Healthcare for which an individual chooses a private company that offers health insurance plans—which must be paid for on a monthly basis by the individual—is called private healthcare. There are many advantages and disadvantages associated with private healthcare.
Advantage - Time of Treatment
With private healthcare you often have the option of choosing when you will be treated. Countries with government controlled healthcare often have the problem of long waiting lists for doctors—depending upon the treatment that is needed. An appointment with a private doctor can usually be more imminent and scheduled according to your time table.
Advantage - Specialists and Hospitals
With private healthcare, there is a greater choice and variety of specialists and hospitals. You may want to consult a certain specialist that has a good reputation, but with public healthcare the decision is not in your hands, as there are often rules and regulations governing who you can and cannot see. Private healthcare eliminates this problem to a great extent.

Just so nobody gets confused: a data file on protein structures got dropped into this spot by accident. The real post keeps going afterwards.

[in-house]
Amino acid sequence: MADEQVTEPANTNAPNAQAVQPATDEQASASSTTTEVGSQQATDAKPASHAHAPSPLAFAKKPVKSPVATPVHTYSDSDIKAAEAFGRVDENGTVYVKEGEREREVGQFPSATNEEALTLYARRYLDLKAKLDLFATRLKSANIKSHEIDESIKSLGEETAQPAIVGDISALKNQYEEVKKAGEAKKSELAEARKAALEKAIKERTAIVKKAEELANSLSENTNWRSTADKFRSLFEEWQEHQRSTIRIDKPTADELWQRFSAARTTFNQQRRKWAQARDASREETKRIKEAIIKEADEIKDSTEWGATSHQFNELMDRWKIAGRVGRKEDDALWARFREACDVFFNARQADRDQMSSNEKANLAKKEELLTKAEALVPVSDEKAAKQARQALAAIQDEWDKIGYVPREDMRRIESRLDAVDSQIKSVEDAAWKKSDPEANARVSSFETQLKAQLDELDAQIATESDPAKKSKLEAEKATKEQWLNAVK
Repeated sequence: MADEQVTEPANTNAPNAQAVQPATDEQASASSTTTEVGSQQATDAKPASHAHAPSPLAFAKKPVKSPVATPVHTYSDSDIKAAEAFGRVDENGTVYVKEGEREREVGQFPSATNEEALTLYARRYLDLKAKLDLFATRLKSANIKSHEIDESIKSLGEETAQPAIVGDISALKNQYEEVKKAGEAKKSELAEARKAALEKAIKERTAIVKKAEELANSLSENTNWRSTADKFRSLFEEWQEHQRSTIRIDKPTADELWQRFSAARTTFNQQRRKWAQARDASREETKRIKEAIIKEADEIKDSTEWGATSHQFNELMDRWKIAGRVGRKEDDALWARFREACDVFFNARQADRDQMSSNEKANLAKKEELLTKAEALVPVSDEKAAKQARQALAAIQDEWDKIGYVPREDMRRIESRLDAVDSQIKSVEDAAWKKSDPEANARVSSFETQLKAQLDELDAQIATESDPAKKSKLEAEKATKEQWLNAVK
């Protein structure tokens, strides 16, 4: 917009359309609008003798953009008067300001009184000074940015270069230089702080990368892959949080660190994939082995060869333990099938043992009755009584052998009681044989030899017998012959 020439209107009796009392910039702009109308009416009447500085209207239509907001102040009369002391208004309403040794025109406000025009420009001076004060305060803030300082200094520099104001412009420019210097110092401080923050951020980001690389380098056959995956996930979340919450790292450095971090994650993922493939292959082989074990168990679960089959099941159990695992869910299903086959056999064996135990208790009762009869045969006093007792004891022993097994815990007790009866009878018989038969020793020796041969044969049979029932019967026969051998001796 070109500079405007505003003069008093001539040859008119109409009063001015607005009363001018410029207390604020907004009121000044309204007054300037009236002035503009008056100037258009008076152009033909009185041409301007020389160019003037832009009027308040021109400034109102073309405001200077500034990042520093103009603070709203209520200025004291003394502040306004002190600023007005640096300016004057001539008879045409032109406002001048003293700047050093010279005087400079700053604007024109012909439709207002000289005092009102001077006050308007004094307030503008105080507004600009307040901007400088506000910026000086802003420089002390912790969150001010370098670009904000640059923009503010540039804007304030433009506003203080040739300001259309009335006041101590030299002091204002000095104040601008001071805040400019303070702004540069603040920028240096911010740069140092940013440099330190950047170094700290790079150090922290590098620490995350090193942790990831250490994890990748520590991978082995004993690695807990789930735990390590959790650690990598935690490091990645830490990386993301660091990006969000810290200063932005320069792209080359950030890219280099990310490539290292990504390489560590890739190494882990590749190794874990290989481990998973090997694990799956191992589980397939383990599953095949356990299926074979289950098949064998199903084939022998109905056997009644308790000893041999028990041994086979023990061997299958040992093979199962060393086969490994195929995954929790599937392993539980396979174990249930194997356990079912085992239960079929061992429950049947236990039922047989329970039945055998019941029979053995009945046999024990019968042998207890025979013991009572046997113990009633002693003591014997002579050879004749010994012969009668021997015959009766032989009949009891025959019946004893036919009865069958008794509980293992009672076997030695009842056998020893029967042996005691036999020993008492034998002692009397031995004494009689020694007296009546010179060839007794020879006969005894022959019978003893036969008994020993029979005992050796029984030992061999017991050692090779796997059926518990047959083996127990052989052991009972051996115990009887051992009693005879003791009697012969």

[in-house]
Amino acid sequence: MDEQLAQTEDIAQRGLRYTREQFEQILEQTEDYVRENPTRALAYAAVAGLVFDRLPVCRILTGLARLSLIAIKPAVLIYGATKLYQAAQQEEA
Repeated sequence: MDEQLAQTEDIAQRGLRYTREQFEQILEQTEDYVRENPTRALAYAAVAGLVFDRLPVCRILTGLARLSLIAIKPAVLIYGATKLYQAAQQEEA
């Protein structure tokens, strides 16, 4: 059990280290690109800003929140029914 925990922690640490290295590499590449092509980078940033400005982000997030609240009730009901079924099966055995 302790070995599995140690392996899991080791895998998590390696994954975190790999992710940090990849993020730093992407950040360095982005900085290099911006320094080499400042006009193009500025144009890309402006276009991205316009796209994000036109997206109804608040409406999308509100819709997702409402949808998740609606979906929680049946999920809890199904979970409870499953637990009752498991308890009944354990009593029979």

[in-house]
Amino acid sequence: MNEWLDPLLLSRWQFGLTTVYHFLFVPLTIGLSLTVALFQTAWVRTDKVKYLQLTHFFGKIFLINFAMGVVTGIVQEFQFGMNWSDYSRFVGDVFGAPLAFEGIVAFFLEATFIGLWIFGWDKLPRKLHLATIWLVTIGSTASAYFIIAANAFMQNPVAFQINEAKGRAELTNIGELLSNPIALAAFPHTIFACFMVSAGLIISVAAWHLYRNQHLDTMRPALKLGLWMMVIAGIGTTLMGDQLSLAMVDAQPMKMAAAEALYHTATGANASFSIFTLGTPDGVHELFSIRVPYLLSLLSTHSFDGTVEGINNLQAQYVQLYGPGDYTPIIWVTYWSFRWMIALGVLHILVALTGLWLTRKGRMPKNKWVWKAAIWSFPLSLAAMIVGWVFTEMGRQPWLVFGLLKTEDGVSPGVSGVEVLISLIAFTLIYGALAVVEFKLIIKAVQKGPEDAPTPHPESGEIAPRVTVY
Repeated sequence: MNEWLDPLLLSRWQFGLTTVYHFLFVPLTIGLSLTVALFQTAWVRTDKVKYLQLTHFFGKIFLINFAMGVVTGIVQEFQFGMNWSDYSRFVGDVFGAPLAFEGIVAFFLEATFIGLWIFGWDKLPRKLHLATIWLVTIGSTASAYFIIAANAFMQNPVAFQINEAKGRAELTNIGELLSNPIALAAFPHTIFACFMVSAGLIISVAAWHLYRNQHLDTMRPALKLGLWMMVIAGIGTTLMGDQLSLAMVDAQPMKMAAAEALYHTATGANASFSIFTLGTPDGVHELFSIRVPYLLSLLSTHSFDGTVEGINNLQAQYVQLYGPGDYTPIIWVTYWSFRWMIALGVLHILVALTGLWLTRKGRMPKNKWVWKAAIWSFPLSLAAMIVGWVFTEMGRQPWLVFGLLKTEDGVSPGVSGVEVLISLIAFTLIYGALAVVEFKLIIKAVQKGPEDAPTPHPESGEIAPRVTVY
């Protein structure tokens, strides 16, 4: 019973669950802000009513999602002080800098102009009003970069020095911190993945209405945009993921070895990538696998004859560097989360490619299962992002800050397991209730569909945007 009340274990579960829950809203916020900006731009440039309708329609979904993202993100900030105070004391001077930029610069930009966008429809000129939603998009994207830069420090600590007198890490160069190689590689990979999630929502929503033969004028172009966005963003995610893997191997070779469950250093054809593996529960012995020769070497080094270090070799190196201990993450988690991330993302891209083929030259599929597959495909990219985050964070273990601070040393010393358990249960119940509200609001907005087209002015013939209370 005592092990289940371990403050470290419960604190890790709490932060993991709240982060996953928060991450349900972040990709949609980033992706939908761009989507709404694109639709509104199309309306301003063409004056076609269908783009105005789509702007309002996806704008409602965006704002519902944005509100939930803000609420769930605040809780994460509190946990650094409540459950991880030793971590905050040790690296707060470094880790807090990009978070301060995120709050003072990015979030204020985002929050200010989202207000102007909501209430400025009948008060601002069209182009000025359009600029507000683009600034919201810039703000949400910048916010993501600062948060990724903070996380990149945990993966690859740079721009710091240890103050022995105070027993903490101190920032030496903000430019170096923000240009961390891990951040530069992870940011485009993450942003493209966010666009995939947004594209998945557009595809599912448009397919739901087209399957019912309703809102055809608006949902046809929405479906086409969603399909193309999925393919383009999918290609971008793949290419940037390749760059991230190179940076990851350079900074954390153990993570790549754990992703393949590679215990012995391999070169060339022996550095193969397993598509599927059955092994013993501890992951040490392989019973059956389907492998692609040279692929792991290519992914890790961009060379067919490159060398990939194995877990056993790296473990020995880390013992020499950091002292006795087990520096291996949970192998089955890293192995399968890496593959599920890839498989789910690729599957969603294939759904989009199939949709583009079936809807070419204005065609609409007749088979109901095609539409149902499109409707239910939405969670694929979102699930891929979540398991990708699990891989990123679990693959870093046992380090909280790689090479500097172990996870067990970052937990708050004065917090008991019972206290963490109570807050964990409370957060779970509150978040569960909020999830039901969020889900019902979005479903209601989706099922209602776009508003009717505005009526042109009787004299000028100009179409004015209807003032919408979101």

Advantage - Privacy
Private healthcare patients normally get their own room when being treated, allowing them to keep their privacy. This is advantageous over many countries that have government controlled healthcare as often times little privacy might be given. Depending upon the circumstance, people might be placed in hospital rooms that have other patients without being able to request private rooms.
Disadvantage - Discrimination
In the U.S., some states, public and private hospitals are getting almost the same amount of Medicaid business. Despite this, private profit hospitals have shown discrimination against patients who are publicly insured with Medicaid on occasion. Reports have been filed that show hospitals will sometimes have a preference for families that are young and growing, as well as to healthier patients who have Medicaid, Blue Cross/Blue Shield or a commercial medical insurance policy.
Disadvantage - Uninsured Persons
A severe downside with private healthcare is that it leaves many people uninsured. This means that people without insurance may have to pay medical bills—that can reach extraordinary figures—without any outside help; often times proving to be a financial burden that is difficult to overcome.